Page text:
Wednesday, January 15, 2014

Building a Mystery

I've started futzing around with how I want magic to work in my Fate Core fantasy setting, so I've been thinking a lot about the role that magic will play, and what it can be used for. What problem or challenge is it intended to solve within the setting?

To this end I'm running down a couple of paths. The first thing is that the magic "system" isn't going to be something that fully explains how magic works, or all of what it can do. The second is that the players still need to still be able to meaningfully engage with the magic.

In the end, it will mean that magic is knowledge. Like all knowledge, some of it will be widely known. Some of it will be a well-kept secret. Some of it will be unknown, for now - or completely unknowable. That's going to take a lot of consideration and doodling around to get the mix right because I also want to eschew spell levels, spell points, conservation of magical energy (which will mean reevaluating another setting element that I wanted) and a whole host of fantasy magic tropes. It means that for all intents and purposes, binding and packing a wound and using some "magical" method are along the same axis of knowledge and effectiveness and not considered (in the setting) to be separate - a chiurgeon will know how to do both and won't think of one method as "magical" over the other, but rather in terms of which one is the most effective for the situation. This leads me strongly toward the embryonic magic system being (in Fate Core terms) indistinguishable from Lore. You either know how to do it, or you don't. There's no special thing that makes someone a "mage" aside from a lot of the right kind of knowledge.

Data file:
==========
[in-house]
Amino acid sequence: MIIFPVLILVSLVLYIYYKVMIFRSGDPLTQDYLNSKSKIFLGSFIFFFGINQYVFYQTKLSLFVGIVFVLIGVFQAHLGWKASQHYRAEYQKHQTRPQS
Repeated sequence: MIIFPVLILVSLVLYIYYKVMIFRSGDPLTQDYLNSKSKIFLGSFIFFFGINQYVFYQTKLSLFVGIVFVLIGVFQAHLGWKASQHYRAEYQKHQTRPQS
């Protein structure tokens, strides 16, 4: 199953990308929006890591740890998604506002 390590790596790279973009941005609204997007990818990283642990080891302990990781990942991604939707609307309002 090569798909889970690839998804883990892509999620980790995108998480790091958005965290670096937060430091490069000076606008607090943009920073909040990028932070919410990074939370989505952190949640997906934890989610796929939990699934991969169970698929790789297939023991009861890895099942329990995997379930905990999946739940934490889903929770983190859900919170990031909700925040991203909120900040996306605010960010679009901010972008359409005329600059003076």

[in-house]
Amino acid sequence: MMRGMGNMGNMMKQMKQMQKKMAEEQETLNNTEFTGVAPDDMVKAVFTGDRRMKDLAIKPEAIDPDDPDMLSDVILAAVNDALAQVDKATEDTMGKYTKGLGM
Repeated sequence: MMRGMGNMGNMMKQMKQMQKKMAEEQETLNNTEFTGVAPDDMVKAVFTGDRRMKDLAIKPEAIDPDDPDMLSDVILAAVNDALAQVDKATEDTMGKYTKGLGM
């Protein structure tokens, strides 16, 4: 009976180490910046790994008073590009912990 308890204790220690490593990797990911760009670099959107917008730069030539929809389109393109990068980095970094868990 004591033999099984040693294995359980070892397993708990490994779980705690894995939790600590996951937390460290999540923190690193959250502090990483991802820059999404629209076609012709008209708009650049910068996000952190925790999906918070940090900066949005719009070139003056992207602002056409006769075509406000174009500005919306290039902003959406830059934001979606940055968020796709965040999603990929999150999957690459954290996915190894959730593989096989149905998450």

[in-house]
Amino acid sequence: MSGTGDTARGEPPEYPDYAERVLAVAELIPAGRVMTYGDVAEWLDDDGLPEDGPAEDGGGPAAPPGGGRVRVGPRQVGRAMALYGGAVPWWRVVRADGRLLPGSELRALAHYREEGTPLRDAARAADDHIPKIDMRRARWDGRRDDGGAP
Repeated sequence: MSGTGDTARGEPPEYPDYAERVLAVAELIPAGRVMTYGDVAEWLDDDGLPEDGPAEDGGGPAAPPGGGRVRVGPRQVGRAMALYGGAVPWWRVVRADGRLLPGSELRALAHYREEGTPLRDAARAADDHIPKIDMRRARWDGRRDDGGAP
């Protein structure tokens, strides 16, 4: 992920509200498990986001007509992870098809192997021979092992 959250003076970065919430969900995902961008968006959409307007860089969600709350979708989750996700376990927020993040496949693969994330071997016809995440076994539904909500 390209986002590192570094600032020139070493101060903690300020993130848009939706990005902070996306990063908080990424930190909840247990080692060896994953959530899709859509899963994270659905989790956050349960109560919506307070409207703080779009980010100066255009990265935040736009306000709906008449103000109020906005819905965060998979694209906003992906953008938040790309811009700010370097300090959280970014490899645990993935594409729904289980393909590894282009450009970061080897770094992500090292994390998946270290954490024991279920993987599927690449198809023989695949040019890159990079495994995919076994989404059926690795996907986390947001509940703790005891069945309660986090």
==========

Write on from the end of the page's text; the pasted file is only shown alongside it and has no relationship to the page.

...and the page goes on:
Even then, magic being knowledge doesn't keep it from being a mystery. Characters may use it, they might know what they need to do in order to achieve some effect, but they can't ever really understand it. In addition, it's visceral. Exposing yourself to it changes you. It's not necessarily that it damages you or hurts your sanity (although it may), but at some fundamental level some part of you is different afterward. It leaves a pit in your stomach, the taste of iron in your mouth, and you just know that now something feels wrong. Think of The Heart from Dishonored. Without spoiling too much about who it belongs to, that realization puts an entirely new spin on The Heart. It's a little more than some McGuffin that you can use to find things - it's actually in a way both wondrous and horrifying. And, you don't have any idea how it works or need to know how to use it. Similarly, in Thief Garrett has no idea how magic works at all - it's just something that he needs to avoid pretty much at all costs (despite that most of it seems fairly mundane with waving of arms and casting of spells). When it does impact him, it's a potentially life-changing event.

My next step is going to be fleshing out exactly how this all fits together in the context of rules, what the limitations are, and how to make it something that is both playable and atmospheric.